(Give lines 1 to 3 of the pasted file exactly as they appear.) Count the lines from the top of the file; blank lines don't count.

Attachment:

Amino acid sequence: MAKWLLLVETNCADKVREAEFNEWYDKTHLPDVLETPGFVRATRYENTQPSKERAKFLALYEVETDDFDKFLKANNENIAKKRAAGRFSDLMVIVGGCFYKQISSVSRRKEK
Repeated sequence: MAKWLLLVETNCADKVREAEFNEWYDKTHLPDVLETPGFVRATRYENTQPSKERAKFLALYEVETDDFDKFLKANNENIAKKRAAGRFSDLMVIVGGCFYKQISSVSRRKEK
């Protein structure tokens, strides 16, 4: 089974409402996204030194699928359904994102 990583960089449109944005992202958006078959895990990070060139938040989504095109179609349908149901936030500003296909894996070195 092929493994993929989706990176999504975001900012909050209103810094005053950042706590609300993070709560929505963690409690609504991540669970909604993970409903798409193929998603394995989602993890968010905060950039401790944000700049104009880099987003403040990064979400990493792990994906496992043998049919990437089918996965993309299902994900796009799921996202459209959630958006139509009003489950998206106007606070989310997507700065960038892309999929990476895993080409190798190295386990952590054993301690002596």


Amino acid sequence: MAKWLLLVETNCADKVREAEFNEWYDKTHLPDVLETPGFVRATRYENTQPSKERAKFLALYEVETDDFDKFLKANNENIAKKRAAGRFSDLMVIVGGCFYKQISSVSRRKEK
Repeated sequence: MAKWLLLVETNCADKVREAEFNEWYDKTHLPDVLETPGFVRATRYENTQPSKERAKFLALYEVETDDFDKFLKANNENIAKKRAAGRFSDLMVIVGGCFYKQISSVSRRKEK
């Protein structure tokens, strides 16, 4: 089974409402996204030194699928359904994102 990583960089449109944005992202958006078959895990990070060139938040989504095109179609349908149901936030500003296909894996070195 092929493994993929989706990176999504975001900012909050209103810094005053950042706590609300993070709560929505963690409690609504991540669970909604993970409903798409193929998603394995989602993890968010905060950039401790944000700049104009880099987003403040990064979400990493792990994906496992043998049919990437089918996965993309299902994900796009799921996202459209959630958006139509009003489950998206106007606070989310997507700065960038892309999929990476895993080409190798190295386990952590054993301690002596």